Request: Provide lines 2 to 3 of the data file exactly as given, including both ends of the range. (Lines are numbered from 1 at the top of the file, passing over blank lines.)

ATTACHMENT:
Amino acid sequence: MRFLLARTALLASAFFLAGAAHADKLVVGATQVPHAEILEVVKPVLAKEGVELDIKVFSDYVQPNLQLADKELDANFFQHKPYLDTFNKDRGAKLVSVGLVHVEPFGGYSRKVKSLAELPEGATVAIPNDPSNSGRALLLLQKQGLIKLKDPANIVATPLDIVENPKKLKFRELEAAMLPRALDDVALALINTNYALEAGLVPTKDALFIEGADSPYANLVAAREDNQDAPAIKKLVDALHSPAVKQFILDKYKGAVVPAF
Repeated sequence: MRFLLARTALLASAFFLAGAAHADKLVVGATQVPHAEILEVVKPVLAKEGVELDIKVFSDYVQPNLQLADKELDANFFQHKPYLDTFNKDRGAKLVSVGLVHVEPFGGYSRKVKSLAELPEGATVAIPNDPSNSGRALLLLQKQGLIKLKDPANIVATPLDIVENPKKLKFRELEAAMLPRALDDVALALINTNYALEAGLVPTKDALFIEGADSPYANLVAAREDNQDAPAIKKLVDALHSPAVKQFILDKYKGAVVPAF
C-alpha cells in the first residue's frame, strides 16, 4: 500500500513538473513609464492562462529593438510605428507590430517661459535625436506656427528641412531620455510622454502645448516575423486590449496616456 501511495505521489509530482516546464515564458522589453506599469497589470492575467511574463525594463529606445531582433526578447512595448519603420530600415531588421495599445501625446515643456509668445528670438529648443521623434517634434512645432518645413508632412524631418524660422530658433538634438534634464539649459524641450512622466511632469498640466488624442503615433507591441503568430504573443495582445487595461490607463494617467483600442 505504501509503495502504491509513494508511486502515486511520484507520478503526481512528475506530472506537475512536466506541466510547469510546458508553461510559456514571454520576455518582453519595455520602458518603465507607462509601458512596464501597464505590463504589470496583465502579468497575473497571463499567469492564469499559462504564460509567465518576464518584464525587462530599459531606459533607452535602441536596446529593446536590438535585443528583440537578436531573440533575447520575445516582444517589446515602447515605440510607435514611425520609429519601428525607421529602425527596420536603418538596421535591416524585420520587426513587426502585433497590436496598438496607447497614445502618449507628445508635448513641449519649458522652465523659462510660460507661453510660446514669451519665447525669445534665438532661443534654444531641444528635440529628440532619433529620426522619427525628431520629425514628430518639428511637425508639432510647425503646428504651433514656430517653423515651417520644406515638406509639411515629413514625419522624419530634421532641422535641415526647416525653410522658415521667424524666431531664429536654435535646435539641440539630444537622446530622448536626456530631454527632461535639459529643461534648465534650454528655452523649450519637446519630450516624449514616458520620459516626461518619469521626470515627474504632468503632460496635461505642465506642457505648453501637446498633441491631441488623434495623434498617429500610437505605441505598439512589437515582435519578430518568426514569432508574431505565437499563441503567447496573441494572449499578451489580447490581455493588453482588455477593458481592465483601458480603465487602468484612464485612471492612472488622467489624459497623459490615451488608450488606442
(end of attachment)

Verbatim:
Repeated sequence: MRFLLARTALLASAFFLAGAAHADKLVVGATQVPHAEILEVVKPVLAKEGVELDIKVFSDYVQPNLQLADKELDANFFQHKPYLDTFNKDRGAKLVSVGLVHVEPFGGYSRKVKSLAELPEGATVAIPNDPSNSGRALLLLQKQGLIKLKDPANIVATPLDIVENPKKLKFRELEAAMLPRALDDVALALINTNYALEAGLVPTKDALFIEGADSPYANLVAAREDNQDAPAIKKLVDALHSPAVKQFILDKYKGAVVPAF
C-alpha cells in the first residue's frame, strides 16, 4: 500500500513538473513609464492562462529593438510605428507590430517661459535625436506656427528641412531620455510622454502645448516575423486590449496616456 501511495505521489509530482516546464515564458522589453506599469497589470492575467511574463525594463529606445531582433526578447512595448519603420530600415531588421495599445501625446515643456509668445528670438529648443521623434517634434512645432518645413508632412524631418524660422530658433538634438534634464539649459524641450512622466511632469498640466488624442503615433507591441503568430504573443495582445487595461490607463494617467483600442 505504501509503495502504491509513494508511486502515486511520484507520478503526481512528475506530472506537475512536466506541466510547469510546458508553461510559456514571454520576455518582453519595455520602458518603465507607462509601458512596464501597464505590463504589470496583465502579468497575473497571463499567469492564469499559462504564460509567465518576464518584464525587462530599459531606459533607452535602441536596446529593446536590438535585443528583440537578436531573440533575447520575445516582444517589446515602447515605440510607435514611425520609429519601428525607421529602425527596420536603418538596421535591416524585420520587426513587426502585433497590436496598438496607447497614445502618449507628445508635448513641449519649458522652465523659462510660460507661453510660446514669451519665447525669445534665438532661443534654444531641444528635440529628440532619433529620426522619427525628431520629425514628430518639428511637425508639432510647425503646428504651433514656430517653423515651417520644406515638406509639411515629413514625419522624419530634421532641422535641415526647416525653410522658415521667424524666431531664429536654435535646435539641440539630444537622446530622448536626456530631454527632461535639459529643461534648465534650454528655452523649450519637446519630450516624449514616458520620459516626461518619469521626470515627474504632468503632460496635461505642465506642457505648453501637446498633441491631441488623434495623434498617429500610437505605441505598439512589437515582435519578430518568426514569432508574431505565437499563441503567447496573441494572449499578451489580447490581455493588453482588455477593458481592465483601458480603465487602468484612464485612471492612472488622467489624459497623459490615451488608450488606442